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'Coast Guard was the first to react'

Last updated on: December 27, 2004 16:45 IST

Indian Coast Guard Deputy Director General Dr P Paleri is not as surprised as he is saddened by the destruction caused by tsunamis that struck the coast of India on Sunday morning because he had anticipated such an event.

On page 177 of his book 'Role of the Coast Guard in Maritime Security of India', he has written that India will have to look out for tsunamis. The book was published this year.

"While evaluating India's security threats in coastal areas, I came across some material that described how a tsunami had devastated Madras, now Chennai, in 1883. The result then was exactly like that of Sunday's," Dr Paleri told rediff.com in Delhi.

The Indian Coast Guard was the first organization to react when tsunamis began to hit the Andaman and Nicobar Islands. At 6.30am, Indian Coast Guard Regional Command in Andaman got news of the tsunamis, he told rediff.com.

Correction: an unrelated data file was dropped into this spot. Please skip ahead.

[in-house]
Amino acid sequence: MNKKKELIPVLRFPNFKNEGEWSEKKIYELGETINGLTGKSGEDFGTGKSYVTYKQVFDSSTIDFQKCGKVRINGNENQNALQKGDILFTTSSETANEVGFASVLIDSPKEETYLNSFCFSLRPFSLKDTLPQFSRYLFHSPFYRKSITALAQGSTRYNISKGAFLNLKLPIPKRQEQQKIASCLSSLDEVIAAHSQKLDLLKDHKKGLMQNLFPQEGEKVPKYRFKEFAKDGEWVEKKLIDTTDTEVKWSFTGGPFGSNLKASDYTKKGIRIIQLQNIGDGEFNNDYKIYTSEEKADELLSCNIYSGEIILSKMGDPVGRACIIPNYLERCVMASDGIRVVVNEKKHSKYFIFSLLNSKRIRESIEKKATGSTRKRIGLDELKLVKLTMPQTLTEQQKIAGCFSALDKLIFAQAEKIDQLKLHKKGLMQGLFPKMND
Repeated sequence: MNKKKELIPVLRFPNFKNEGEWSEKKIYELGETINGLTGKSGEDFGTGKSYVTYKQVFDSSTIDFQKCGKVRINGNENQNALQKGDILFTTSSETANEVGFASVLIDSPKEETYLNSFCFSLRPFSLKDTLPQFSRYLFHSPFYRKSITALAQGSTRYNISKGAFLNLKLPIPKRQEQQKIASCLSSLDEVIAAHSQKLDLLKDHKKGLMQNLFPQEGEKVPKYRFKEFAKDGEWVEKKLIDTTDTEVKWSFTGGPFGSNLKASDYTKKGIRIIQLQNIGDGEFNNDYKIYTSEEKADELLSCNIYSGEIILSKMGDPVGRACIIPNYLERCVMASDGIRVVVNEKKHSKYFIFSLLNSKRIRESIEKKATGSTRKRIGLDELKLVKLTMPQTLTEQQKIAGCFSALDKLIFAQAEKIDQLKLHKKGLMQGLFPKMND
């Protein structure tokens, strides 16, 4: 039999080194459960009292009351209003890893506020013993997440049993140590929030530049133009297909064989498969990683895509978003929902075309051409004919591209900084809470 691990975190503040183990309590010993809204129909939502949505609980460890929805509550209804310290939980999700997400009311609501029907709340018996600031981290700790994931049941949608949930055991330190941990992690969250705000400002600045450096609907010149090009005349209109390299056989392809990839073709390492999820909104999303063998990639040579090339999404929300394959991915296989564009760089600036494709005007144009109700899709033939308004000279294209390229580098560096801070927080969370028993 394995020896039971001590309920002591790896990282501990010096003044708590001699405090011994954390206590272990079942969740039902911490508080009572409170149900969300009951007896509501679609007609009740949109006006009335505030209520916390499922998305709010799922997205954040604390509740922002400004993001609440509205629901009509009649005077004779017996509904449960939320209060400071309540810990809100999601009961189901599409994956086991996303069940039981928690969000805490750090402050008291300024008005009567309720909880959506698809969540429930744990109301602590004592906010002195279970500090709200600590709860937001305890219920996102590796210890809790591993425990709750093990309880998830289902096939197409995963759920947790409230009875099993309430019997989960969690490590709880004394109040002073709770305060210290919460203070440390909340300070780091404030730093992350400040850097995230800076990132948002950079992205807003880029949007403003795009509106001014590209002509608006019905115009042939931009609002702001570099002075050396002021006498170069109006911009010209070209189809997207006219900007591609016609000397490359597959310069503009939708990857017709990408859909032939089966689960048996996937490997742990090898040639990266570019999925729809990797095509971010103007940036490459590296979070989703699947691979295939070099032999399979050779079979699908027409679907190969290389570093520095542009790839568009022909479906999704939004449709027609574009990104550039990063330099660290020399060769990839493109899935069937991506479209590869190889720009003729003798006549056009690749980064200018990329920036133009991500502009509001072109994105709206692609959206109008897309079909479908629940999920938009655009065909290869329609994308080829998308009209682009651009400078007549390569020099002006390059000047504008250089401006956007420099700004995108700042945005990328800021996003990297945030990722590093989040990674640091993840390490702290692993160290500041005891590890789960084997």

Andaman's residents were shocked and in trauma. The waves had struck like electric shocks - quick and powerfully - wrecking havoc because of the surprise element.

Dr Paleri said that the effect was such that there were hardly any people alive 'to be air-lifted' on certain islands.

Without panicking, ICG started relief operations in Chennai, Port Blair and Mumbai before noon on Sunday.

For the most part of the day, ICG staffers were helping ferry dead bodies and supply food packets to the marooned areas.

"Our officers are trained to not make a disaster out of disaster management. We are composed and perform our duties in association with the Indian Air Force," he said.

For the first few hours, the local administration had lost communication with many of the islands. The IAF's air strips and other property were badly hit.

To resume communication, two ships were sent out to sea. They managed to connect the far flung areas of Andaman and Nicobar Islands to the capital Port Blair with the help of a high frequency (HF) communication system. Once communication was established, it became easy to get details of the damage caused by the tsunamis and carry out rescue operations.

"It's a pretty bad scene in Andaman and Nicobar Islands because one more earthquake hit the islands on Sunday evening," Dr Paleri said.

Around 17 helicopters were pressed into service in Chennai (capital of Tamil Nadu) and the Andaman Islands.

ICG's officers continue to work heroically to rescue people in marooned islands of the Indian Ocean archipelago.

Sheela Bhatt in New Delhi
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